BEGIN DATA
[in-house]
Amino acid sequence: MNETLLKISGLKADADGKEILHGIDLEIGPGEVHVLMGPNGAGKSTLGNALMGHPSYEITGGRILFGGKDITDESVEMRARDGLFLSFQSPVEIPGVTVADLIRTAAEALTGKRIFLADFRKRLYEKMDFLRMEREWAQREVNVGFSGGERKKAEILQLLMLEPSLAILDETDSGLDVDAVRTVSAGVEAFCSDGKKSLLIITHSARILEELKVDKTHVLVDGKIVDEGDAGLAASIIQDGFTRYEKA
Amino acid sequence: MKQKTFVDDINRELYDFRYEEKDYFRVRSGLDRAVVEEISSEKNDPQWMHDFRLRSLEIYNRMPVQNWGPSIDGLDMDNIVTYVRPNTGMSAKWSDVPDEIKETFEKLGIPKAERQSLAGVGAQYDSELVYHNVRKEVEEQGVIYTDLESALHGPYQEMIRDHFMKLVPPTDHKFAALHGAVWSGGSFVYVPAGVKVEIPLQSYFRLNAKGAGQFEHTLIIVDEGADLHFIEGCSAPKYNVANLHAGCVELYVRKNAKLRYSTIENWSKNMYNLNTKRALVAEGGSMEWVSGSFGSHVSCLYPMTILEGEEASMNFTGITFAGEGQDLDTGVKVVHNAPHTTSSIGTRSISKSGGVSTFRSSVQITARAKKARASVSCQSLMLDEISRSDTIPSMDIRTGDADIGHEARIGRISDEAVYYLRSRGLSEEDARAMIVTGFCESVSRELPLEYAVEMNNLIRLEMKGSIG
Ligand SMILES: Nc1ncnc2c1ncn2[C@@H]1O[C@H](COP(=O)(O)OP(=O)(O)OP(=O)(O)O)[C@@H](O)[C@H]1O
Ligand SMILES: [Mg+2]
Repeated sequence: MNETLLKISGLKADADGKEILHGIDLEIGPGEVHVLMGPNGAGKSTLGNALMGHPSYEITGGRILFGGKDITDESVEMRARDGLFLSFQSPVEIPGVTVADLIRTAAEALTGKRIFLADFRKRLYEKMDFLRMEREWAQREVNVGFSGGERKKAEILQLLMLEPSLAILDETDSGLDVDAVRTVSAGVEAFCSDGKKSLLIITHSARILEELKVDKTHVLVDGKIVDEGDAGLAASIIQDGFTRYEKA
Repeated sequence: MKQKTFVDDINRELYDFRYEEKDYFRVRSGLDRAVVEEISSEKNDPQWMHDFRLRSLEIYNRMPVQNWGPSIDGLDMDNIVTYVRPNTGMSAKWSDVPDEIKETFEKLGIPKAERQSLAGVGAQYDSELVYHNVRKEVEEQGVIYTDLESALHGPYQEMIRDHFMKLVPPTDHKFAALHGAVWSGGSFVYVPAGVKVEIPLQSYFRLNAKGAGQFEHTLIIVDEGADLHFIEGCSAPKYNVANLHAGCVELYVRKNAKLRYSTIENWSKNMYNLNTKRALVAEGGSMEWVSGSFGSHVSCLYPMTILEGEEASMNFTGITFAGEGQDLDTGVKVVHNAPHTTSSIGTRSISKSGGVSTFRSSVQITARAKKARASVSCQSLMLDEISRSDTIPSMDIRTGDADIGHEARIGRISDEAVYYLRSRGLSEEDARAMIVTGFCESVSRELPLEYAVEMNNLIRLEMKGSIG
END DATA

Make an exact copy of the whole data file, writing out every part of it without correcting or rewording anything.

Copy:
[in-house]
Amino acid sequence: MNETLLKISGLKADADGKEILHGIDLEIGPGEVHVLMGPNGAGKSTLGNALMGHPSYEITGGRILFGGKDITDESVEMRARDGLFLSFQSPVEIPGVTVADLIRTAAEALTGKRIFLADFRKRLYEKMDFLRMEREWAQREVNVGFSGGERKKAEILQLLMLEPSLAILDETDSGLDVDAVRTVSAGVEAFCSDGKKSLLIITHSARILEELKVDKTHVLVDGKIVDEGDAGLAASIIQDGFTRYEKA
Amino acid sequence: MKQKTFVDDINRELYDFRYEEKDYFRVRSGLDRAVVEEISSEKNDPQWMHDFRLRSLEIYNRMPVQNWGPSIDGLDMDNIVTYVRPNTGMSAKWSDVPDEIKETFEKLGIPKAERQSLAGVGAQYDSELVYHNVRKEVEEQGVIYTDLESALHGPYQEMIRDHFMKLVPPTDHKFAALHGAVWSGGSFVYVPAGVKVEIPLQSYFRLNAKGAGQFEHTLIIVDEGADLHFIEGCSAPKYNVANLHAGCVELYVRKNAKLRYSTIENWSKNMYNLNTKRALVAEGGSMEWVSGSFGSHVSCLYPMTILEGEEASMNFTGITFAGEGQDLDTGVKVVHNAPHTTSSIGTRSISKSGGVSTFRSSVQITARAKKARASVSCQSLMLDEISRSDTIPSMDIRTGDADIGHEARIGRISDEAVYYLRSRGLSEEDARAMIVTGFCESVSRELPLEYAVEMNNLIRLEMKGSIG
Ligand SMILES: Nc1ncnc2c1ncn2[C@@H]1O[C@H](COP(=O)(O)OP(=O)(O)OP(=O)(O)O)[C@@H](O)[C@H]1O
Ligand SMILES: [Mg+2]
Repeated sequence: MNETLLKISGLKADADGKEILHGIDLEIGPGEVHVLMGPNGAGKSTLGNALMGHPSYEITGGRILFGGKDITDESVEMRARDGLFLSFQSPVEIPGVTVADLIRTAAEALTGKRIFLADFRKRLYEKMDFLRMEREWAQREVNVGFSGGERKKAEILQLLMLEPSLAILDETDSGLDVDAVRTVSAGVEAFCSDGKKSLLIITHSARILEELKVDKTHVLVDGKIVDEGDAGLAASIIQDGFTRYEKA
Repeated sequence: MKQKTFVDDINRELYDFRYEEKDYFRVRSGLDRAVVEEISSEKNDPQWMHDFRLRSLEIYNRMPVQNWGPSIDGLDMDNIVTYVRPNTGMSAKWSDVPDEIKETFEKLGIPKAERQSLAGVGAQYDSELVYHNVRKEVEEQGVIYTDLESALHGPYQEMIRDHFMKLVPPTDHKFAALHGAVWSGGSFVYVPAGVKVEIPLQSYFRLNAKGAGQFEHTLIIVDEGADLHFIEGCSAPKYNVANLHAGCVELYVRKNAKLRYSTIENWSKNMYNLNTKRALVAEGGSMEWVSGSFGSHVSCLYPMTILEGEEASMNFTGITFAGEGQDLDTGVKVVHNAPHTTSSIGTRSISKSGGVSTFRSSVQITARAKKARASVSCQSLMLDEISRSDTIPSMDIRTGDADIGHEARIGRISDEAVYYLRSRGLSEEDARAMIVTGFCESVSRELPLEYAVEMNNLIRLEMKGSIG